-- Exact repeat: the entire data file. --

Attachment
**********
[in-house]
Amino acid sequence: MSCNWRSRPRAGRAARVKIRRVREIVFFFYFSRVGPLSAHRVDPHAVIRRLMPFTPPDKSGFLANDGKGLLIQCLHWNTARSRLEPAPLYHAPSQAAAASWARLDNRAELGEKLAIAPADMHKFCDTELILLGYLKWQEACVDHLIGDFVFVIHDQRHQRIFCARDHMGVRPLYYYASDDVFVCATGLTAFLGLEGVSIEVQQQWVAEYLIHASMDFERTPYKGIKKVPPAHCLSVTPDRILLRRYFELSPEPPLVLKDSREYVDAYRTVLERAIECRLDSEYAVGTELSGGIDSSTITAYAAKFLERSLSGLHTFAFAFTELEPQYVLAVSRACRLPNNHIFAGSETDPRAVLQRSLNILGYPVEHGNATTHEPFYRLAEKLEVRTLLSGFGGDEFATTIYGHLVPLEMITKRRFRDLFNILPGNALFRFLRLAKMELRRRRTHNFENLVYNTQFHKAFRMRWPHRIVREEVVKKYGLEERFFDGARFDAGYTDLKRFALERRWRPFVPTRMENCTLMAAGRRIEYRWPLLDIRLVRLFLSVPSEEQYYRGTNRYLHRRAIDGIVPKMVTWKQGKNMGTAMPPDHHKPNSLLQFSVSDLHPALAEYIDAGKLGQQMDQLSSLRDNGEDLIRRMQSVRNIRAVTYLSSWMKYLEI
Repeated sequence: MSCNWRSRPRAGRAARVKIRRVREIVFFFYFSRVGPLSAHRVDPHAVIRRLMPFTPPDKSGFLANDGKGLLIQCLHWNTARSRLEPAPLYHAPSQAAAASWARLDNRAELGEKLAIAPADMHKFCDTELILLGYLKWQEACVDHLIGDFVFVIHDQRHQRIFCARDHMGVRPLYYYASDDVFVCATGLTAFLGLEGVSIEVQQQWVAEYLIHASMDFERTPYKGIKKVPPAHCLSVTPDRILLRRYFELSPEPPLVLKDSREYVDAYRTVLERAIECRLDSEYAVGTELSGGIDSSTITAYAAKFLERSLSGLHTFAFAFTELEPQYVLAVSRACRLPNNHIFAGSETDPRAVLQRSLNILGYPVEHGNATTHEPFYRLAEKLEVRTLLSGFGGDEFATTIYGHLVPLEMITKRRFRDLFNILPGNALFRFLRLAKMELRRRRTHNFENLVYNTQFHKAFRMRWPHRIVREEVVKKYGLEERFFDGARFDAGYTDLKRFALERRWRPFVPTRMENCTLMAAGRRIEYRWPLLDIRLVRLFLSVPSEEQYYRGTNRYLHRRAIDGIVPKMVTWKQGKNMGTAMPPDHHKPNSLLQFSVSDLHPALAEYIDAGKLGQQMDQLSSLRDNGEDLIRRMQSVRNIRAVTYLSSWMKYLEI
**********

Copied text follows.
[in-house]
Amino acid sequence: MSCNWRSRPRAGRAARVKIRRVREIVFFFYFSRVGPLSAHRVDPHAVIRRLMPFTPPDKSGFLANDGKGLLIQCLHWNTARSRLEPAPLYHAPSQAAAASWARLDNRAELGEKLAIAPADMHKFCDTELILLGYLKWQEACVDHLIGDFVFVIHDQRHQRIFCARDHMGVRPLYYYASDDVFVCATGLTAFLGLEGVSIEVQQQWVAEYLIHASMDFERTPYKGIKKVPPAHCLSVTPDRILLRRYFELSPEPPLVLKDSREYVDAYRTVLERAIECRLDSEYAVGTELSGGIDSSTITAYAAKFLERSLSGLHTFAFAFTELEPQYVLAVSRACRLPNNHIFAGSETDPRAVLQRSLNILGYPVEHGNATTHEPFYRLAEKLEVRTLLSGFGGDEFATTIYGHLVPLEMITKRRFRDLFNILPGNALFRFLRLAKMELRRRRTHNFENLVYNTQFHKAFRMRWPHRIVREEVVKKYGLEERFFDGARFDAGYTDLKRFALERRWRPFVPTRMENCTLMAAGRRIEYRWPLLDIRLVRLFLSVPSEEQYYRGTNRYLHRRAIDGIVPKMVTWKQGKNMGTAMPPDHHKPNSLLQFSVSDLHPALAEYIDAGKLGQQMDQLSSLRDNGEDLIRRMQSVRNIRAVTYLSSWMKYLEI
Repeated sequence: MSCNWRSRPRAGRAARVKIRRVREIVFFFYFSRVGPLSAHRVDPHAVIRRLMPFTPPDKSGFLANDGKGLLIQCLHWNTARSRLEPAPLYHAPSQAAAASWARLDNRAELGEKLAIAPADMHKFCDTELILLGYLKWQEACVDHLIGDFVFVIHDQRHQRIFCARDHMGVRPLYYYASDDVFVCATGLTAFLGLEGVSIEVQQQWVAEYLIHASMDFERTPYKGIKKVPPAHCLSVTPDRILLRRYFELSPEPPLVLKDSREYVDAYRTVLERAIECRLDSEYAVGTELSGGIDSSTITAYAAKFLERSLSGLHTFAFAFTELEPQYVLAVSRACRLPNNHIFAGSETDPRAVLQRSLNILGYPVEHGNATTHEPFYRLAEKLEVRTLLSGFGGDEFATTIYGHLVPLEMITKRRFRDLFNILPGNALFRFLRLAKMELRRRRTHNFENLVYNTQFHKAFRMRWPHRIVREEVVKKYGLEERFFDGARFDAGYTDLKRFALERRWRPFVPTRMENCTLMAAGRRIEYRWPLLDIRLVRLFLSVPSEEQYYRGTNRYLHRRAIDGIVPKMVTWKQGKNMGTAMPPDHHKPNSLLQFSVSDLHPALAEYIDAGKLGQQMDQLSSLRDNGEDLIRRMQSVRNIRAVTYLSSWMKYLEI